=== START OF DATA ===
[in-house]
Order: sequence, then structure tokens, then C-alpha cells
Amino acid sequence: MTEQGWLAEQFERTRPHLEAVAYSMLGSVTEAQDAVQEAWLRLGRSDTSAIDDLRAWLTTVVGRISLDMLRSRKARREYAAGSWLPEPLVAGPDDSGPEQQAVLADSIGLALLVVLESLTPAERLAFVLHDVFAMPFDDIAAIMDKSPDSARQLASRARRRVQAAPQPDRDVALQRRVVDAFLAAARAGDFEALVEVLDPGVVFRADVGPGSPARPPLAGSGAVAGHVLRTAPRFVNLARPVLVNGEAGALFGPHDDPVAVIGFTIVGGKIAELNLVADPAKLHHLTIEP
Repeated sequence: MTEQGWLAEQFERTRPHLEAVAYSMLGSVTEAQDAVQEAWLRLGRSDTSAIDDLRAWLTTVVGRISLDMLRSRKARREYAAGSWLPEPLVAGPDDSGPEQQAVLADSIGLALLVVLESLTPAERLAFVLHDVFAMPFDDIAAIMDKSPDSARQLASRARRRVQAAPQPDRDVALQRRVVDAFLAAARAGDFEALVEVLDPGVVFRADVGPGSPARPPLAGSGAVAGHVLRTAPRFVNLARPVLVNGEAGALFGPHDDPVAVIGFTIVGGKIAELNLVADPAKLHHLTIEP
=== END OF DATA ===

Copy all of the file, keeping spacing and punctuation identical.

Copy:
[in-house]
Order: sequence, then structure tokens, then C-alpha cells
Amino acid sequence: MTEQGWLAEQFERTRPHLEAVAYSMLGSVTEAQDAVQEAWLRLGRSDTSAIDDLRAWLTTVVGRISLDMLRSRKARREYAAGSWLPEPLVAGPDDSGPEQQAVLADSIGLALLVVLESLTPAERLAFVLHDVFAMPFDDIAAIMDKSPDSARQLASRARRRVQAAPQPDRDVALQRRVVDAFLAAARAGDFEALVEVLDPGVVFRADVGPGSPARPPLAGSGAVAGHVLRTAPRFVNLARPVLVNGEAGALFGPHDDPVAVIGFTIVGGKIAELNLVADPAKLHHLTIEP
Repeated sequence: MTEQGWLAEQFERTRPHLEAVAYSMLGSVTEAQDAVQEAWLRLGRSDTSAIDDLRAWLTTVVGRISLDMLRSRKARREYAAGSWLPEPLVAGPDDSGPEQQAVLADSIGLALLVVLESLTPAERLAFVLHDVFAMPFDDIAAIMDKSPDSARQLASRARRRVQAAPQPDRDVALQRRVVDAFLAAARAGDFEALVEVLDPGVVFRADVGPGSPARPPLAGSGAVAGHVLRTAPRFVNLARPVLVNGEAGALFGPHDDPVAVIGFTIVGGKIAELNLVADPAKLHHLTIEP